How to Recycle Cardboard: The Process of Recycling Cardboards in Melbourne

What is Cardboard Recycling?

One of the most common waste materials produced in offices, restaurants and numerous other commercial businesses, cardboard remains highly recyclable and environmentally friendly. We are moving away from the use of plastic and towards paper-based materials for good reason! The best part of cardboard is that it’s sturdy, malleable and relatively inexpensive; it has a great number of applications and is easily reused or broken down at a recycling station. Let’s take a look at the process of cardboard recycling in Melbourne.

Process of Recycling Cardboard:

The process of cardboard recycling is easy and inexpensive. Firs, you have to collect and sort the cardboard and take it to a recycling facility. Collected cardboard then tore down into smaller parts to make a liquid-type paste, which is called Pulping. Created cardboard paste is then filtered to remove any foreign materials and reassembled for the final process. Here is the step by step process on how to recycle cardboard.

  • Collecting & Sorting
  • Pulping
  • Filtering
  • Reassembling

Collecting and Sorting

As mentioned, cardboard can be and is frequently reused in households and in commercial settings. Old cardboard boxes can be used as a playhouse for children, storage or sending packages to name just a few. We’d highly recommend making every effort to use old cardboard material if you have a use for it.

However, there comes a time when it can no longer be used and needs to be disposed of, whether that be in a rubbish bin, skip bin or wherever else you may dispose of your trash. It is then collected and taken away to a recycling facility and sorted according to the type of cardboard.
Different types of cardboard are made up of slightly different materials, which means the process of treating and recycling them is different. Boxboard, for instance, is especially thin and is usually used for packaging, whereas other varieties such as corrugated boxes are much thicker and are often used to transport heavy items.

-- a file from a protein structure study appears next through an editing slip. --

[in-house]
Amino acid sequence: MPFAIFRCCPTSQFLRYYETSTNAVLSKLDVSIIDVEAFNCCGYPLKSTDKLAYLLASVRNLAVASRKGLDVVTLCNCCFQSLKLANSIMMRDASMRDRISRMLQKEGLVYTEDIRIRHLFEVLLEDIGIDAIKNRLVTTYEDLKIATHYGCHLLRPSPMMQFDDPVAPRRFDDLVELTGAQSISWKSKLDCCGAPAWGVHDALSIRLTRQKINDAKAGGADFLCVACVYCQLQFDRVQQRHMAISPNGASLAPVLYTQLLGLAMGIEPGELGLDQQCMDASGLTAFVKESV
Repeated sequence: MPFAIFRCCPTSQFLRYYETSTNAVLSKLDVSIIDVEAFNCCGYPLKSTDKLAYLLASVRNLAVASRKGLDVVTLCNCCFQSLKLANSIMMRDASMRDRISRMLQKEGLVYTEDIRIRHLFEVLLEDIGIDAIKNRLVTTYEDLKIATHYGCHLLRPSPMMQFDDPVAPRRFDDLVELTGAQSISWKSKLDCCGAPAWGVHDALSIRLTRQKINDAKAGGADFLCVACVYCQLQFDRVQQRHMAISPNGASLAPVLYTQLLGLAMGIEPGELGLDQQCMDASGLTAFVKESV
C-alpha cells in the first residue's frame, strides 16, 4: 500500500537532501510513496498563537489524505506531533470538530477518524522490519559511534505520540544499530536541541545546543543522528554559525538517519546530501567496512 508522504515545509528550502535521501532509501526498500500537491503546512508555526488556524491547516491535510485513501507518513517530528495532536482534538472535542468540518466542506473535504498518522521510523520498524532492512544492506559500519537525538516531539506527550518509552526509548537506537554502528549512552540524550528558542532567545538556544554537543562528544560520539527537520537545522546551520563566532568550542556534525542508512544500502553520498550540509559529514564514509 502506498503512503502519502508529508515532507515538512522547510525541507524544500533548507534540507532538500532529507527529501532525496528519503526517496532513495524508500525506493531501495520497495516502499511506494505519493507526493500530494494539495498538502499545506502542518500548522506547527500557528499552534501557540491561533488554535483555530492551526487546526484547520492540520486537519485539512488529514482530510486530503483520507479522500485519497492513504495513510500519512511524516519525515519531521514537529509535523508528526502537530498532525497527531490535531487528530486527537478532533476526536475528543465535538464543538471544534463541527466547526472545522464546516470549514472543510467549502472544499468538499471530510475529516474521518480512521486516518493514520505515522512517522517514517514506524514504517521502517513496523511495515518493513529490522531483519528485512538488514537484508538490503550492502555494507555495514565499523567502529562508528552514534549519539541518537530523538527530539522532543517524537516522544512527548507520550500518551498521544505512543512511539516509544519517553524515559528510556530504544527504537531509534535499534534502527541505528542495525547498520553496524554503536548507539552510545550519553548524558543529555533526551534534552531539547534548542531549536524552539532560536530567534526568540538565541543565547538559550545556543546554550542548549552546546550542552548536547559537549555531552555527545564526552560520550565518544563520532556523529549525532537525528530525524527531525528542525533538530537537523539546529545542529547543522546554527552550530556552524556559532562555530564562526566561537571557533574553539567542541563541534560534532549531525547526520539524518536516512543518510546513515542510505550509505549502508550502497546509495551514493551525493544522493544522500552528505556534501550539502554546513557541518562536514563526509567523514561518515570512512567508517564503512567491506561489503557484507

Nearly every material is recycled by breaking it down into smaller parts. In the case of cardboard, the idea is to create an almost liquid-type paste out of the material, which is then treated and made to solidify. To do so, cardboard is shredded down into small pieces of paper. In a process known as pulping, these pieces are combined with water and special chemicals, which are mixed around until the paste substance, or pulp is produced.


Foreign items, which can be especially small and hard to find, then need to be removed from the equation. To do this, the pulp is filtered and essentially cleaned. These items may include things like plastic, string, metal or organic materials. Many of these items are separated from the pulp with the use of a centrifuge, which spins the material around until foreign items float to the top or are pushed to the bottom.


The filtered material is combined with certain chemicals to prepare it for the final step of the process; drying and preparing for reuse. The pulp is placed on a heated, conveyor-belt surface where it sits to dry and moves through various machines to treat it. These machines will remove excess water and help form shape of the sheets of cardboard sheet, known as liner boards, will take on. I most cases, these sheets are glued together to create the finished product.

Cardboard recycling process generally takes place in a specialised recycling centre or a paper mill. It gives you a sense of how easily cardboard can be processed, broken down and created again for reuse. This is also a relatively inexpensive process. For more information, or learn more about how we recycle different kinds of materials, contact the team at Metropolitan Transfer Station today.

Post Comment

Get the Best Waste Disposal & Recycling Services in Melbourne.

Get A Free Quote
Recent Post

8 Negative Consequences of Burning Waste

Every day tons of wastes are generated globally. Managing such a huge amount of waste often becomes ...

Waste to Energy: A Guide to Sustainable Waste Management Technology

Waste-to-Energy (WtE) is one of the most efficient waste management technologies all over the globe....

Household Waste Management Tips during Covid-19

Due to Covid, we’ve been spending a lot more time at home and have had a lot more time on our hands...

How to get rid of your old furniture

With many of us stuck at home, decluttering/redecorating has jumped to the top of our to do lists. A...

Green Waste Management in Australia

Green waste, also known as organic waste, takes up a considerable portion of the total waste produce...


Are you interested in writing for us?

Read our guidelines